So pungent are the odours which waft from these pages that one almost expects to find a hidden capsule of perfume smuggled inside, but credit is instead due to the authors' evocative and vivid writing style, convincing us that perfume isn't a science but an art. Never again will you be able to walk past a perfume counter with quite the same nonchalance.
Here, breathe in the intriguing "Introduction to Perfume Criticism", which tells how to connect your nose to your brain and how to match words to sensation; inhale the differences between feminine and masculine fragrance; and briefly sniff the history of scent since its inception at the end of the 19th century to the present-day $15bn perfume business.
The heart of the book consists of starred reviews (451 new fragrances in this edition). Curious by Britney Spears, for example, was the bestselling fragrance of 2004, netting $100m in its first year. But it wins only a one-star vote, with the authors complaining: "It smells of every crass fruity floral of the last five years blended together, a bland inoffensive magnolia-and-cherries thing resembling children's cough syrup. It lasts forever, radiates like nuclear waste, and perfectly expresses the crude charms of its star."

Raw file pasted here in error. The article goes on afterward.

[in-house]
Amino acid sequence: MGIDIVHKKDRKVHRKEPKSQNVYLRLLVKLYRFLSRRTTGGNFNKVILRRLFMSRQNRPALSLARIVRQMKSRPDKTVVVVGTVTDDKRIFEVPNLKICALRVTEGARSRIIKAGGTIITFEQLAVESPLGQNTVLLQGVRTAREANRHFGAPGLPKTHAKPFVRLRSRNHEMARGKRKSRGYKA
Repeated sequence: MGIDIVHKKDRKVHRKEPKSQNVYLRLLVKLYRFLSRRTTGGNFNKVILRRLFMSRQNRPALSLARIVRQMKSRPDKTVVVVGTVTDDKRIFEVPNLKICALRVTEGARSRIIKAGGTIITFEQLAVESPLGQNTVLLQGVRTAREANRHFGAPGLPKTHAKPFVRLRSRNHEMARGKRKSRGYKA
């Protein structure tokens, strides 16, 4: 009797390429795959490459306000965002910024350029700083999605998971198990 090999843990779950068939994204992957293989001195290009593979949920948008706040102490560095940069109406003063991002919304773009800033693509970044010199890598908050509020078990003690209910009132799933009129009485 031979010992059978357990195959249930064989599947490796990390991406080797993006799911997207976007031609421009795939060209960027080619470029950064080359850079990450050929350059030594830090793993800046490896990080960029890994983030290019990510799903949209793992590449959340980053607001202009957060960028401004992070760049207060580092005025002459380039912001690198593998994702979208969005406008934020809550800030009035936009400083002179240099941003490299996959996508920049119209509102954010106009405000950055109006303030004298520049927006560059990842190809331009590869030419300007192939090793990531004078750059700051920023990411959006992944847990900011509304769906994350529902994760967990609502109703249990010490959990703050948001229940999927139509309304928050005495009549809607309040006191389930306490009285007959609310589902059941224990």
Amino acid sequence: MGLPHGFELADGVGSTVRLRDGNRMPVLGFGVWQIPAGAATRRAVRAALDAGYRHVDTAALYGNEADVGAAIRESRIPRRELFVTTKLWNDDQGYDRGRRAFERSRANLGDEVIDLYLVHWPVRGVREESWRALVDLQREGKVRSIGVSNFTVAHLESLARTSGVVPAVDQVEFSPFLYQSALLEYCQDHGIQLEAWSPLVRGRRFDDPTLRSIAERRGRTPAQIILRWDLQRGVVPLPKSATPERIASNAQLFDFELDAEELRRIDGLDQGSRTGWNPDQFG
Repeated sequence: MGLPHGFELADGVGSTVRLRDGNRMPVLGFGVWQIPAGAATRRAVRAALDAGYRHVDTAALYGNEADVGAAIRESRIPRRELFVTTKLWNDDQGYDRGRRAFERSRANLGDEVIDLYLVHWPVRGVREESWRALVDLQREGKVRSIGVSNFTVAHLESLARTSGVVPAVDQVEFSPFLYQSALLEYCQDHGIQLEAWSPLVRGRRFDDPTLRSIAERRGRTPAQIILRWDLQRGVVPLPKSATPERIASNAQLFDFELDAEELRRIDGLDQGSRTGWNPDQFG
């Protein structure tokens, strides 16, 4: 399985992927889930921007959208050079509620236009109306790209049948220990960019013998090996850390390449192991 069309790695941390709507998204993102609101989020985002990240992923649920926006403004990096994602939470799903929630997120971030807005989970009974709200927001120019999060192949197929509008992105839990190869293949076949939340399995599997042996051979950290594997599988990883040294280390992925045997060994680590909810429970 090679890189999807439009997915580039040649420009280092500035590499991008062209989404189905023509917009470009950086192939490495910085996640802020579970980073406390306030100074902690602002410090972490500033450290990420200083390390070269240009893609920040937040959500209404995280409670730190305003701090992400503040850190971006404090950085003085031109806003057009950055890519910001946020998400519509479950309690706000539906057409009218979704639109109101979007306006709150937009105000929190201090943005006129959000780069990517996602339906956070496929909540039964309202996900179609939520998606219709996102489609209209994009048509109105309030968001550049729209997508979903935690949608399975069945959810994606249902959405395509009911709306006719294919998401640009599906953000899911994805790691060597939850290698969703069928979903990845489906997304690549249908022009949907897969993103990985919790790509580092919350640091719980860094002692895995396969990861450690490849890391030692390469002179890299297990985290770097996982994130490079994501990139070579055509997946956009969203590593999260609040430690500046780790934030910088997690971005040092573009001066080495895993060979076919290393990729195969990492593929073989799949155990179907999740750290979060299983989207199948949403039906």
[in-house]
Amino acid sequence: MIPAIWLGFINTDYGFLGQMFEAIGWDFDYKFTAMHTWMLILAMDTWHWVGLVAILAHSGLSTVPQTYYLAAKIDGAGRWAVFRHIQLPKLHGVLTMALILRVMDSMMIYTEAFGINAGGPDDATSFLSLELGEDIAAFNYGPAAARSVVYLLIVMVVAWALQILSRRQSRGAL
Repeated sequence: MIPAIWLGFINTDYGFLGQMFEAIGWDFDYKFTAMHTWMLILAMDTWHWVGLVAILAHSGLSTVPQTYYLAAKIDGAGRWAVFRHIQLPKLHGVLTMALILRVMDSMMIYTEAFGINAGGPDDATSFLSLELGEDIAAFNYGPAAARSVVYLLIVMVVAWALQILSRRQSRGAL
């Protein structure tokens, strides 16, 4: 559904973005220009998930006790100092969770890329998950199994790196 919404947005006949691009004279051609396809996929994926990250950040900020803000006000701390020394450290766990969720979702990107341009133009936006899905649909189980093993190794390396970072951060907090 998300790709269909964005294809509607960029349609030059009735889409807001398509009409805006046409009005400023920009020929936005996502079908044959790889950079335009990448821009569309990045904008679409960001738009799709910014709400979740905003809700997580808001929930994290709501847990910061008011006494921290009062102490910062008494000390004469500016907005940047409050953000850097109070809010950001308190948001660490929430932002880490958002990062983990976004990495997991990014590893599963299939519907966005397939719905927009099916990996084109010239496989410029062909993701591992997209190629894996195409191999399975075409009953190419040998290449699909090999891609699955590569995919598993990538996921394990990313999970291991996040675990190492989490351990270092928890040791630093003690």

No fan of Britney's smell, then, but four stars go to the perfume Lyric Woman (Amouage), in which we see how great fragrances can move one to a "musical resonance" – "Thelonious Monk would have understood this fragrance instantly."
Philosophical musings aren't confined to the olfactory: "All pleasure is connected, and the endless ride we take between disappointment and satisfaction and back again is largely what keeps us interested in life."
Despite the whiff of cliché clinging to the five-star descriptions, if you have a nose for a good book, buy this one.Reuse content